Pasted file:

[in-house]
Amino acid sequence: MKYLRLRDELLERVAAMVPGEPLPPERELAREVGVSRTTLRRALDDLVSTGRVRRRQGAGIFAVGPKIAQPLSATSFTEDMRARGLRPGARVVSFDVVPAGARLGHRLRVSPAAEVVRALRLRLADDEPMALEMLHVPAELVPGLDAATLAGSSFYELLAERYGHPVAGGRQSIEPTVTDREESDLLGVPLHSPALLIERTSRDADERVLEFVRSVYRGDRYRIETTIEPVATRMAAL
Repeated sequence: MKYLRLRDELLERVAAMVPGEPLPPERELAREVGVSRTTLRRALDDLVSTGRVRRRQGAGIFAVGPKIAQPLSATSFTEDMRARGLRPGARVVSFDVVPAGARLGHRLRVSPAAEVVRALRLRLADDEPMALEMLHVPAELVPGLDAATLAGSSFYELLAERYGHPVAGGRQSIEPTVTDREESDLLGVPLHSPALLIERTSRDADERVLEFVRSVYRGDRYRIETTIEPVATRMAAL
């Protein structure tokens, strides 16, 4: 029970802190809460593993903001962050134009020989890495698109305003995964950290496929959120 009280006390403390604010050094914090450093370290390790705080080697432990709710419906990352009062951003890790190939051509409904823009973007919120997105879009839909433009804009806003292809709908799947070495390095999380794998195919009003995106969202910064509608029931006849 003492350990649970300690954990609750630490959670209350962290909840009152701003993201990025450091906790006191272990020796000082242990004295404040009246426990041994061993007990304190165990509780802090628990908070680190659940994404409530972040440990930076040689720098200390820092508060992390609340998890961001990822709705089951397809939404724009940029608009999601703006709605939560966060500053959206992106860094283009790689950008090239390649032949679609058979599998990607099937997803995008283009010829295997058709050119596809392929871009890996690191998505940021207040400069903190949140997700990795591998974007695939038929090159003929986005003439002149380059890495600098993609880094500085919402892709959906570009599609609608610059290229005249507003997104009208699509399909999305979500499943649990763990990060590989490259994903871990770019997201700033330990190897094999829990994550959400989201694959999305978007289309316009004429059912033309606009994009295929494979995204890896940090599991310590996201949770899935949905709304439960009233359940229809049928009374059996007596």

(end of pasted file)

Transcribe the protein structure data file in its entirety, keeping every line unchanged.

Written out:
[in-house]
Amino acid sequence: MKYLRLRDELLERVAAMVPGEPLPPERELAREVGVSRTTLRRALDDLVSTGRVRRRQGAGIFAVGPKIAQPLSATSFTEDMRARGLRPGARVVSFDVVPAGARLGHRLRVSPAAEVVRALRLRLADDEPMALEMLHVPAELVPGLDAATLAGSSFYELLAERYGHPVAGGRQSIEPTVTDREESDLLGVPLHSPALLIERTSRDADERVLEFVRSVYRGDRYRIETTIEPVATRMAAL
Repeated sequence: MKYLRLRDELLERVAAMVPGEPLPPERELAREVGVSRTTLRRALDDLVSTGRVRRRQGAGIFAVGPKIAQPLSATSFTEDMRARGLRPGARVVSFDVVPAGARLGHRLRVSPAAEVVRALRLRLADDEPMALEMLHVPAELVPGLDAATLAGSSFYELLAERYGHPVAGGRQSIEPTVTDREESDLLGVPLHSPALLIERTSRDADERVLEFVRSVYRGDRYRIETTIEPVATRMAAL
């Protein structure tokens, strides 16, 4: 029970802190809460593993903001962050134009020989890495698109305003995964950290496929959120 009280006390403390604010050094914090450093370290390790705080080697432990709710419906990352009062951003890790190939051509409904823009973007919120997105879009839909433009804009806003292809709908799947070495390095999380794998195919009003995106969202910064509608029931006849 003492350990649970300690954990609750630490959670209350962290909840009152701003993201990025450091906790006191272990020796000082242990004295404040009246426990041994061993007990304190165990509780802090628990908070680190659940994404409530972040440990930076040689720098200390820092508060992390609340998890961001990822709705089951397809939404724009940029608009999601703006709605939560966060500053959206992106860094283009790689950008090239390649032949679609058979599998990607099937997803995008283009010829295997058709050119596809392929871009890996690191998505940021207040400069903190949140997700990795591998974007695939038929090159003929986005003439002149380059890495600098993609880094500085919402892709959906570009599609609608610059290229005249507003997104009208699509399909999305979500499943649990763990990060590989490259994903871990770019997201700033330990190897094999829990994550959400989201694959999305978007289309316009004429059912033309606009994009295929494979995204890896940090599991310590996201949770899935949905709304439960009233359940229809049928009374059996007596």